And so many suggestions are made. But all religions, of all types and all kinds basically give the same answer. You achieve that rightness. You get it by your attention to being a good person and performing the necessary religious rituals, and rights, and practices, and ceremonies.
In every case, you get in the right with God by something you do. Now, they will all admit that God is kind, to some degree. At least he will allow you the opportunity to try to do that. And in varying religions, the kindness of God is more or less a large part of our efforts. But in the end, all human religions come up with the same thing: you work your way in.
But the Bible clearly demonstrates and confirms that nobody will ever be made right with God like that. No one. No one is going to escape judgment and enter into blessing. No one is going to go from being under the disfavor of God into the favor of God by their own efforts, by his own effort or her own effort.
So, if we are to find a way to be right with God, it isn’t going to be found in us. It isn’t going to be found in the religions that we invent. If there is a way to be right with God, then God’s going to have to determine that way, because He’s the one that’s been offended. And therein lies the dilemma which all religion attempts to answer. Paul has clearly shown, starting in chapter 1 all the way through chapter 3, verse 20, where we ended last time, that no one can be right with God on the basis of human effort. That’s how verse 20 ends that whole section, by saying, “By the works of the Law no flesh will be justified in His sight.” Nobody will be right with God by means of the deeds of the flesh. That is keeping of God’s moral law or any kind of ceremonies. In fact, all the human race falls short. They are all under sin. Chapter 3, verse 9, “Jews and Greeks are all under sin.” And Romans 1:18, “The wrath of God is revealed from heaven against all unrighteousness.” So, all are unrighteous, all are under sin, and therefore all are under judgment, and no one has the capacity in himself to change that situation no matter how moral he may attempt to be or how religious. That’s the condemnation of the opening chapters.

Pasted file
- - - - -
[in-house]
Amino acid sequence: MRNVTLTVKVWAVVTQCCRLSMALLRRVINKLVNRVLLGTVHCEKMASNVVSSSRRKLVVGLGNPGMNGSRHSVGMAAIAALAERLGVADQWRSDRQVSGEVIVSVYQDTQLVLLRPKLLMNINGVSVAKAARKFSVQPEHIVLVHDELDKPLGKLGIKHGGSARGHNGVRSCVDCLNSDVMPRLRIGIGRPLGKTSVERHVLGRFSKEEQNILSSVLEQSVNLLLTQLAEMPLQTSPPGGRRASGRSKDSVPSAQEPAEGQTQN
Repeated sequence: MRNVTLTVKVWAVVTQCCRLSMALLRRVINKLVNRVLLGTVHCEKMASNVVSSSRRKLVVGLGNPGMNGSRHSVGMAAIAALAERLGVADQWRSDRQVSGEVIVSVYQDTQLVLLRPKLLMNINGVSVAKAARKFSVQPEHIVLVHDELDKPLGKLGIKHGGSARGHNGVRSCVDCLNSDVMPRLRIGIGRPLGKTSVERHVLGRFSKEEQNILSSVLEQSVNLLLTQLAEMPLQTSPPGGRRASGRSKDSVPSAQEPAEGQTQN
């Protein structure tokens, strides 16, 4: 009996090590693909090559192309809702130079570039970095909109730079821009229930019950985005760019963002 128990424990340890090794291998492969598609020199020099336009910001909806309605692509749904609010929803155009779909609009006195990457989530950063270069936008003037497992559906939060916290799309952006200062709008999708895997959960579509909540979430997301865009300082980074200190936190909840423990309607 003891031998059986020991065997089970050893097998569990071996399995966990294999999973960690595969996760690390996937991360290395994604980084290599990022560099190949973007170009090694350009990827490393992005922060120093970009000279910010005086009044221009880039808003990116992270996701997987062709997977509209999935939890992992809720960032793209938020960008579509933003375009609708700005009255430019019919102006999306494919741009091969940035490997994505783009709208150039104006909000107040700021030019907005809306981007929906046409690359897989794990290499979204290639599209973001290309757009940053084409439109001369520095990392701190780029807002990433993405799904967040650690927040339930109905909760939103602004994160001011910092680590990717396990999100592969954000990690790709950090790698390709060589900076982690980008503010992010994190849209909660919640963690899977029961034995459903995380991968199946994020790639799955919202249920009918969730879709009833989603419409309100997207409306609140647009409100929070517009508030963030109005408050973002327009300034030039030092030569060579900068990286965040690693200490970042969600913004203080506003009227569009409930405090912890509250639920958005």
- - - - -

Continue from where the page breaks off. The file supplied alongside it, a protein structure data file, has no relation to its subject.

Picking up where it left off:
So, there’s no way, then, for a man to achieve righteousness on his own. This is particularly devastating to religious people. And the Jews were the most religious of the religious. And they believed that they could attain a right place with God, a right standing with God, acceptance with God, favor from God, including eternal life in heaven by meticulously keeping the Law. Well, that’s exactly what Paul wants to dispel.
Well, you ask, “Well, what use is the Law, then, if you cannot, by the Law, be made righteous?”
Well, Paul has already answered that, hasn’t he? We’re not made righteous by the Law. Back to chapter 3, verse 20, rather, “Through the Law comes the knowledge of sin.” You wouldn’t fully know what sin was unless the details were spelled out.
So, the purpose of the Law is not to save anybody; it is to condemn everybody. The purpose of the Law is not to show you how good you are, but to show you how evil you are. And, of course, the Law makes maximum demands, “Be ye holy, for I am holy. Be ye perfect, as your Father in heaven is perfect.” The standard of the Law is never lessened; it is never lowered. It is always the same; it demands perfection. Galatians 3 says, “If you break one part of the Law, you’re guilty of it all.”
So, Micah asks the penetrating question, in the sixth chapter of his prophecy, verses 6 and 7, “With what shall I come to the Lord and bow myself before the God on high? Shall I come to Him with burnt offerings, with yearling calves? Does the Lord take delight in thousands of ram, in ten thousand rivers of oil? Shall I present my firstborn for my rebellious acts, the fruit of my body for the sin of my soul?” Does God want animals? Should I give up my baby? Will that satisfy God? Will that earn a relationship with Him?
The way to God is not by the most extreme human religious sacrifice. Animal sacrifice all the way to human sacrifice, offering the fruit of your body, your own child, as if somehow that would pacify God, as was claimed, do you remember, by those who worshiped Molech.